30. .Some States share this information by choice. See, e.g., Joint Chiefs of Staff, Joint Publication 3-12(R): Cyberspace Operations (2013) [hereinafter Joint Publication 3-12(R)], http://www.dtic/mil/doctrine/new_pubs/jp3_12R.pdf [] (describing the United States’ military operations in and through cyberspace in an unclassified document easily accessible over the Internet). In other instances, States’ cyber activities are being exposed. See, e.g., Daniel Garrie & Shane R. Reeves, An Unsatisfactory State of the Law: The Limited Options for a Corporation Dealing with Cyber Hostilities by State Actors, 37 Cardozo L. Rev. 1827, 1829–30, 1835–36 (2016) (discussing a number of unattributed cyber acts conducted by State actors); Frank Langfitt, U.S. Security Company Tracks Hacking to Chinese Army Unit, NPR (Feb. 19, 2013), [].
  31. .Tallinn Manual 2.0, supra note 2, at 201–02.
  32. .Id. at 202–03.
  33. .See id. at 202 (“[T]he basis for a limitation on the enjoyment or exercise of an international human right must be provided for in international law.”).
  34. .See id. at 206 (“Restrictions on cyber activities that are otherwise protected by international human rights law must be non-discriminatory.”).
  35. .Id. at 203.
  36. .Id.
  37. .Since 1996, an effort within the United Nations has been ongoing to develop the Comprehensive Convention on International Terrorism. G.A. Res. 51/210, ¶ 9 (Dec. 17, 1996) (establishing an ad hoc committee to develop “a comprehensive legal framework of conventions dealing with international terrorism”). However, the negotiations are consistently deadlocked due to disagreements over the definition of the term. See Ad Hoc Committee Established by General Assembly Resolution 51/210 of 17 December 1996, United Nations Off. Legal Affairs, [] (outlining the ongoing emphasis on developing the treaty in order to eliminate international terrorism); Press Release, General Assembly, Legal Committee Urges Conclusion of Draft Comprehensive Convention on International Terrorism, U.N. Press Release GA/L/3433 (Oct. 8, 2012) (urging an agreement on a clear definition of “terrorism”).
  38. .See Angus Martyn, Austl. Dep’t Parliamentary Library, The Right of Self-Defence Under International Law—The Response to the Terrorist Attacks of 11 September 3 (2002), [] (“The international community has never succeeded in developing an accepted comprehensive definition of terrorism.”); James Hess, The Challenge of Defining Terrorism Around the World, In Public Safety (July 13, 2015),
    2015/07/the-challenge-of-defining-terrorism-around-the-world/ [] (“Those familiar with the study of terrorism know there is not a universally accepted definition.”).
  39. .Alex P. Schmid, The Revised Academic Consensus Definition of Terrorism, 6 Persp. on Terrorism 158, 158 (2012), [].
  40. .S.C. Res. 1566, ¶ 3 (Oct. 8, 2004).
  41. .Schmid, supra note 39, at 158.
  42. .Counterinsurgency (COIN) is described by the United States as “a comprehensive civilian and military effort designed to simultaneously defeat and contain insurgency and address its root causes. COIN is primarily a political struggle and incorporates a wide range of activities by the [host-nation] government of which security is only one, albeit an important one.” Joint Chiefs of Staff, Joint Publication 3-24: Counterinsurgency I-2 (2013) [hereinafter Joint Publication 3-24], [].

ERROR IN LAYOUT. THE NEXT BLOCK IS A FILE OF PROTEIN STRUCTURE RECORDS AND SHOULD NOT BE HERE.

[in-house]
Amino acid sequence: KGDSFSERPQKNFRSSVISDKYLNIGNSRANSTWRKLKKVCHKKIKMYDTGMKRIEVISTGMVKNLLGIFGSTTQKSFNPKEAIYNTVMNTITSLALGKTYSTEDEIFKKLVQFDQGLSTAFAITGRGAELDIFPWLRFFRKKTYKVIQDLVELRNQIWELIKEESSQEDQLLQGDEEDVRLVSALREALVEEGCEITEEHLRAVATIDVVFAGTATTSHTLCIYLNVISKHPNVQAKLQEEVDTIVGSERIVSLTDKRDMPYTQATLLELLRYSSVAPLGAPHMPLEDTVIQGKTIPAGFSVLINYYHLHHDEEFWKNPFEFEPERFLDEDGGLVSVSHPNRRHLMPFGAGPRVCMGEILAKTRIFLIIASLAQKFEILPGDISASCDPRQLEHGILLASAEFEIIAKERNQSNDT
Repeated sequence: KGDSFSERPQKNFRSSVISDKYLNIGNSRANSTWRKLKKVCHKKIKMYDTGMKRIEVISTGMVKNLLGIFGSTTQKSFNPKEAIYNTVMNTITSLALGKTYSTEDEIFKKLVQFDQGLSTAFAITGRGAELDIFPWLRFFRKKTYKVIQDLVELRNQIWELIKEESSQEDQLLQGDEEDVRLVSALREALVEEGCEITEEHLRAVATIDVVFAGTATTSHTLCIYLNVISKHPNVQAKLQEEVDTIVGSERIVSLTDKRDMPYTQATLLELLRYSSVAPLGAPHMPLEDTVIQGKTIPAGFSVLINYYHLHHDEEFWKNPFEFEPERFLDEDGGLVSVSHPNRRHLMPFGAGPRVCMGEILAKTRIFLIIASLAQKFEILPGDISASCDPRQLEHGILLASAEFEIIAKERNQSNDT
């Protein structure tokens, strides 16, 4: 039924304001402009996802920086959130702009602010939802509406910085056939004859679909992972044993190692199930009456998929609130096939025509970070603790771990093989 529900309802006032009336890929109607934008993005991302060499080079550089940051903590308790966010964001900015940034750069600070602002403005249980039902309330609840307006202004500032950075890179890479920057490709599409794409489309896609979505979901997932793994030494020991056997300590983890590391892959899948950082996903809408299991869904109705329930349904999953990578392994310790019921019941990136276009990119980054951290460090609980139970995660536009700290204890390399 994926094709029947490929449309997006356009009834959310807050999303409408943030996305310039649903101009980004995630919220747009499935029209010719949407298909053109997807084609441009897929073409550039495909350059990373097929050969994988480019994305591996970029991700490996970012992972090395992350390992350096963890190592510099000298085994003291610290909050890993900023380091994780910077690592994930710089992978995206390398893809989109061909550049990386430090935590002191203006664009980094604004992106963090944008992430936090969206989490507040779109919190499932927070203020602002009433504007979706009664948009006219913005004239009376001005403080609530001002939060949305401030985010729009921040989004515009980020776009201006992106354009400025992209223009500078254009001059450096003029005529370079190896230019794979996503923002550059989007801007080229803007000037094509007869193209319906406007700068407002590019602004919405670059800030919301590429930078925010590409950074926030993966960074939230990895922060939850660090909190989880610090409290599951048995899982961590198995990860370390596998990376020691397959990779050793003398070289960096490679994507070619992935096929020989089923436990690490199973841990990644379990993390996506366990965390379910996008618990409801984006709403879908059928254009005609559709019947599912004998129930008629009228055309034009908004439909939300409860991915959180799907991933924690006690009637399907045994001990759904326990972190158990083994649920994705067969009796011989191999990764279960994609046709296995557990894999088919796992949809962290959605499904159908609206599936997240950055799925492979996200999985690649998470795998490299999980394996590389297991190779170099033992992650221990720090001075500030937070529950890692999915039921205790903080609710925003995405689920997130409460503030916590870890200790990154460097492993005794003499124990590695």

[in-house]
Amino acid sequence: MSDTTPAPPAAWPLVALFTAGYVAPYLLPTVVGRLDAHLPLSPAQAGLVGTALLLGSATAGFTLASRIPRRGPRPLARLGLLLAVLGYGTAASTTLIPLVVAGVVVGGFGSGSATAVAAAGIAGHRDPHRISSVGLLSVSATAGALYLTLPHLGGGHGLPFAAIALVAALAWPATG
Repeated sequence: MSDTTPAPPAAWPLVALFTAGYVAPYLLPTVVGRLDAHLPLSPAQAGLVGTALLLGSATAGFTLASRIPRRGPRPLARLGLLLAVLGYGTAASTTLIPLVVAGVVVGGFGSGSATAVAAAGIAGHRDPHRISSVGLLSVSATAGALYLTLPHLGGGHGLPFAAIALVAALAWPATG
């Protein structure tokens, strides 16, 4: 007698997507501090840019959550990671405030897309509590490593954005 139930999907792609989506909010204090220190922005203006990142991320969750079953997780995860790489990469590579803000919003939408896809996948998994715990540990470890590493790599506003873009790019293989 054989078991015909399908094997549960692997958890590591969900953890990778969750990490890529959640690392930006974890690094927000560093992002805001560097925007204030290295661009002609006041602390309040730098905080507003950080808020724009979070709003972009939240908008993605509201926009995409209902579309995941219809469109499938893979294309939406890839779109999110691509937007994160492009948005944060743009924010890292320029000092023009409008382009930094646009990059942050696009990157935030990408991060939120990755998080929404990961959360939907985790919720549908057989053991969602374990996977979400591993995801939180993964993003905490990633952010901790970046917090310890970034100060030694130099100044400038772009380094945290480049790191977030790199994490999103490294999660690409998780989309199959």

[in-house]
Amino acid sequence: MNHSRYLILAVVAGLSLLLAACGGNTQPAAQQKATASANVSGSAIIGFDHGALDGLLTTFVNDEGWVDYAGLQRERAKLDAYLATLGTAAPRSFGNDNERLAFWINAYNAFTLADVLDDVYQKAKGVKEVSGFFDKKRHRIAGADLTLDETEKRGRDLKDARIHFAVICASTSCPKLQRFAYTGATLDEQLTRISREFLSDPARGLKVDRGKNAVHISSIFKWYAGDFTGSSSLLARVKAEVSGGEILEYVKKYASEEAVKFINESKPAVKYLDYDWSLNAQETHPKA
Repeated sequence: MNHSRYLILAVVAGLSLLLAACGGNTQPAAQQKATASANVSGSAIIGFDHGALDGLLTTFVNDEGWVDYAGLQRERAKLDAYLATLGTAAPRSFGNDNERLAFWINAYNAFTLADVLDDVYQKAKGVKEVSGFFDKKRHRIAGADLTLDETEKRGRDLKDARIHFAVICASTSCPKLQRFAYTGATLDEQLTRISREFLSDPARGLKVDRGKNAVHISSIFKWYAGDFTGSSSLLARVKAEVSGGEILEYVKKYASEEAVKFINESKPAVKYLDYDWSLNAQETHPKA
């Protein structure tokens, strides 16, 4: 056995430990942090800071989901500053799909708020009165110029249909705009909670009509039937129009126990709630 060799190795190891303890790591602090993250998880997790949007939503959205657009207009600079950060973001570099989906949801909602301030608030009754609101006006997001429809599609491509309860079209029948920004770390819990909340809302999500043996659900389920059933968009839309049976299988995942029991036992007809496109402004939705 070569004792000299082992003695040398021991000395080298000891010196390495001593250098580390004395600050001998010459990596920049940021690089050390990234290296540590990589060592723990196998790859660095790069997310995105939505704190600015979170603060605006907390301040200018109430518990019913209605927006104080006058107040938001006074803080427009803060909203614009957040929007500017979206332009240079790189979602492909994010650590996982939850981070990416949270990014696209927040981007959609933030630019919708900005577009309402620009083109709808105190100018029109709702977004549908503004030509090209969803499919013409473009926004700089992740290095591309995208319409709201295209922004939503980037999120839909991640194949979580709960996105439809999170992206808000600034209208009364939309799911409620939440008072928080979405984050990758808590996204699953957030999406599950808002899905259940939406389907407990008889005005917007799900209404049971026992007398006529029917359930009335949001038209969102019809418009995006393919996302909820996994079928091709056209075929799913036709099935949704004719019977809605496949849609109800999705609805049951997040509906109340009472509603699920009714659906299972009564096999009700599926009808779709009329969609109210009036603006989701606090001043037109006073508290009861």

43. .See Joint Chiefs of Staff, Joint Publication 3-26: Counterterrorism I-5 (2014) [hereinafter Joint Publication 3-26], [] (providing guidance to U.S. armed services for counterterrorism activities).
  44. .Id. at I-6.
  45. .See S.C. Res. 1624, ¶ 4 (Sept. 14, 2005) (requiring that States “comply with all of their obligations under international law, in particular international human rights law, refugee law, and humanitarian law” when conducting counterterrorism operations); Terrorism/Counterterrorism, Human Rights Watch, [https://] (“Governments have a responsibility to protect those within their jurisdiction from extremist attacks, but must ensure that all counterterrorism measures respect human rights.”).
  46. .Tallinn Manual 2.0, supra note 2, at 203.
  47. .Id.
  48. .Id.
  49. .Id. at 204–05.
  50. .For example, proportionality is one of the principles of the law of armed conflict. See Protocol Additional to the Geneva Conventions of 12 August 1949, and Relating to the Protection of Victims of International Armed Conflict (Protocol I) art. 51(5)(b), June 8, 1977, 1125 U.N.T.S. 3 [hereinafter AP I] (noting that proportionality determines whether “an attack . . . may be expected to cause incidental loss of civilian life, injury to civilians, damage to civilian objects, or a combination thereof [that would] be excessive in relation to the concrete and direct military advantage anticipated”).
  51. .Tallinn Manual 2.0, supra note 2, at 204.
  52. .Id.
  53. .Id. at 205.
  54. .Id.
  55. .Id.
  56. .The Tallinn Manual on the International Law Applicable to Cyber Warfare was drafted to help governments “deal with the international legal implications of cyber operations.” David Wallace & Shane R. Reeves, The Law of Armed Conflict’s “Wicked” Problem: Levée en Masse in Cyber Warfare, 89 Int’l L. Stud. 646, 648 (2013); see also Jeremy Kirk, Manual Examines How International Law Applies to Cyberspace, IT World (Sept. 3, 2012), [] (reporting that the original Tallinn Manual was created by The Cooperative Cyber Defense Center of Excellence, which “assists NATO with technical and legal issues associated with cyberwarfare-related issues” in order to address a variety of cyber legal issues).